I spent a couple hours Friday eating and learning about the history of Katz’s Delicatessen on New York’s Lower East Side, which celebrates its 120th birthday this year. When I first ate there in 1991, I was just barely aware of the world’s oldest Jewish deli. Having been the location of a famous Meg Ryan scene in “When Harry Met Sally,” it was in the beginning of a revival. It’s a place that has become even more culturally significant with the rampant development and gentrification that has swept through Manhattan like a tidal wave.
I never really cared about that scene. I care about deli. I have been hankering to get down there since I heard about the making of a documentary about Katz’s, Katz’s: That’s All! The filmmaker is an émigré to New York from Uzbekistan of all places, Yura Dashevsky, whose m.o. is to contact famous deli patrons and talk to them about Katz’s. Given his background, interviewing-style and accent, he confesses that he is sometimes confused with the ersatz journalistic star of the neighboring country of Kazakhstan. I arranged to meet Dashevsky at Katz’s along with my friend Noam Cohen of The New York Times. I got much more of an experience – and much more to eat – than I originally expected.
Dashevsky introduced me to two men who run Katz’s, Robert Albinder, the deli’s general manager who has worked there for 32 years, and one of it’s owners, Alan Dell. While the trend of the deli business has been downward over the past several decades, both men told me that little of that has touched Katz’s, which has served as a national gold standard for pastrami and corned beef sandwiches. The sale of soup and turkey sandwiches have picked up over the years, but most patrons, when the want deli, are going to order exactly that when they walk into Katz’s. Back during my first visit, I was going through one of my episodic health kicks and attempted to order a turkey on rye. The deli man looked at me and said, “not here.” I ordered a pastrami.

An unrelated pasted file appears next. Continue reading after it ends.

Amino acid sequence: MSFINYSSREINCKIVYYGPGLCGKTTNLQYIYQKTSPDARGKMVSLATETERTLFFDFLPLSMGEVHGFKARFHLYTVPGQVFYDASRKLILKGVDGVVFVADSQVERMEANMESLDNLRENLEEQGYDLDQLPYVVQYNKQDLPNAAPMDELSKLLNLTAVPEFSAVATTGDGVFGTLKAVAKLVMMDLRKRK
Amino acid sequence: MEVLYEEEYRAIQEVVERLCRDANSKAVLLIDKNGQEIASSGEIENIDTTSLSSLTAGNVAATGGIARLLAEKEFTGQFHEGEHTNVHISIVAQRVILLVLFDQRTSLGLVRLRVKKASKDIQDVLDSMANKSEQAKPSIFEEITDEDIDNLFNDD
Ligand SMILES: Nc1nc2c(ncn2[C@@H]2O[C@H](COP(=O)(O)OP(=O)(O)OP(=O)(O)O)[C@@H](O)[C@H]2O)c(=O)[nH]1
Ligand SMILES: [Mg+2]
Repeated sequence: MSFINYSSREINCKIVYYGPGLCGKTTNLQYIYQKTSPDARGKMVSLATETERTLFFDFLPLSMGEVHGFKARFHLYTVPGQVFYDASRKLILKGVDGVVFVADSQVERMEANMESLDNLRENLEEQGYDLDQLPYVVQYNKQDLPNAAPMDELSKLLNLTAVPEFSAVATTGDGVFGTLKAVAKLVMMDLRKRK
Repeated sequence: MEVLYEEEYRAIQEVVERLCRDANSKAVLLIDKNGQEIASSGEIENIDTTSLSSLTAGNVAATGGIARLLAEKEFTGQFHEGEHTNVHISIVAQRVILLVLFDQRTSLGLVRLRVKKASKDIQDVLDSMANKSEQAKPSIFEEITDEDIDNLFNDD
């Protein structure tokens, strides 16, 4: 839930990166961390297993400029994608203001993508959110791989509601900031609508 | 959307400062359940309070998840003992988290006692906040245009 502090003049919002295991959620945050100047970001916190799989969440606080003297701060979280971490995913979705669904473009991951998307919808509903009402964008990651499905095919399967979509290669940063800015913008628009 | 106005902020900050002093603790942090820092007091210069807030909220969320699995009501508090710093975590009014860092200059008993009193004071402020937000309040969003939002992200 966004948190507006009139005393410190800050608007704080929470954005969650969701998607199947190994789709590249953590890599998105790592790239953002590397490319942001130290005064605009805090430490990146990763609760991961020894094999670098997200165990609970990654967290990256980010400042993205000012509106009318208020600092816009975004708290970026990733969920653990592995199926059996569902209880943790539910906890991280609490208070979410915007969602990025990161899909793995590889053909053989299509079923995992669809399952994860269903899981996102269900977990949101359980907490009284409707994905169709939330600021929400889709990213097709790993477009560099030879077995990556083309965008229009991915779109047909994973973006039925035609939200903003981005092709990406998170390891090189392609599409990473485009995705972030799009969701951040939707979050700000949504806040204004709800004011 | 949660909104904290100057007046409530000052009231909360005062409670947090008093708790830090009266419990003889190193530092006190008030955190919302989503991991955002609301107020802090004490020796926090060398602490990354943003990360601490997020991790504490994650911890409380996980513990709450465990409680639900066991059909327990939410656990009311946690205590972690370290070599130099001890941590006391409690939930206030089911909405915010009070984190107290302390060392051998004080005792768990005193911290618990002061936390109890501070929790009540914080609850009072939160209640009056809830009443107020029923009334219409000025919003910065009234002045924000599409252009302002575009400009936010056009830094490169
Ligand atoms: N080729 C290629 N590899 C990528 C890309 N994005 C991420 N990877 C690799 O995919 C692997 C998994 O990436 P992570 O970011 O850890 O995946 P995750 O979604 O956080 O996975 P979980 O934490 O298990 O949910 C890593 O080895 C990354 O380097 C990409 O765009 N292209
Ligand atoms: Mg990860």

Katz’s is a classic ticket system. You take a ticket. Go to the station of your choice – hot dog and knish, sandwich carver and pickles, drinks and sides. On the first go round I returned to my roots and had a pastrami on rye, pickles and coleslaw. Katz’s makes their own mustard and prepares their own deli meats. Dell oversees the selection of the meats that make up pastrami. The only appropriate cut, he cautions, is navel; if it’s not from the navel, it’s not pastrami. He maintains that many places today use the wrong cut of meat. “It has to have marbling,” he says. Katz’s also makes its own pickles and mustard.
I took a selection of pickles, whole sour, half sour and tomatoes. My preference is a crisp half sour pickle. Dell says there is a definite regional difference in pickle preference. New Yorkers tend to like the light green whole sour pickles; those from outside New York, the more mild half sours.
Katz’s draws celebrities from all walks of life. Some years ago a limo pulled up, a Secret Service officer got out, ordered and brought back a pastrami sandwich to go for President Clinton. Several weeks ago all five New York borough presidents met there.
Dashevsky had planned to interview me on camera with a plate of food in front of me. There was only one problem. I ate my sandwich too quickly. I had to get up again and order a hot dog and kasha knish. This kasha knish, made from buckwheat groats, had far more spice, flavor and moisture than is customary. He took a couple shots with the knish. But nothing seemed to work until Dell brought over yet another plate with slices of turkey, corned beef and brisket. The brisket, which I somehow had never ordered there, was the big surprise. I mean I was raised on the brisket sandwiches a the old B & D in Brookline and educated on the brisket at Elsie’s in Harvard Square — both now long gone. This brisket trumped all. It was perfectly tender and flavorful.
One of Katz’s slogans is “Send a salami to your boy in the army.” I brought one home to Boston to eat with the Fabulous Dana and my mother upon my return. Katz’s makes its salami itself and then allows it to harden hanging in the deli’s refrigerator. A real treat.Katz’s is a relatively new passion for Dashevsky, who came to New York in 1996, and first entered Katz’s in 1999. In his homeland, he ate salami, but never pastrami, which comes from Romania. But he’s preserving an important piece of food culture, Judaica and Americana.
Katz’s is located on Houston and Ludlow Street in Manhattan.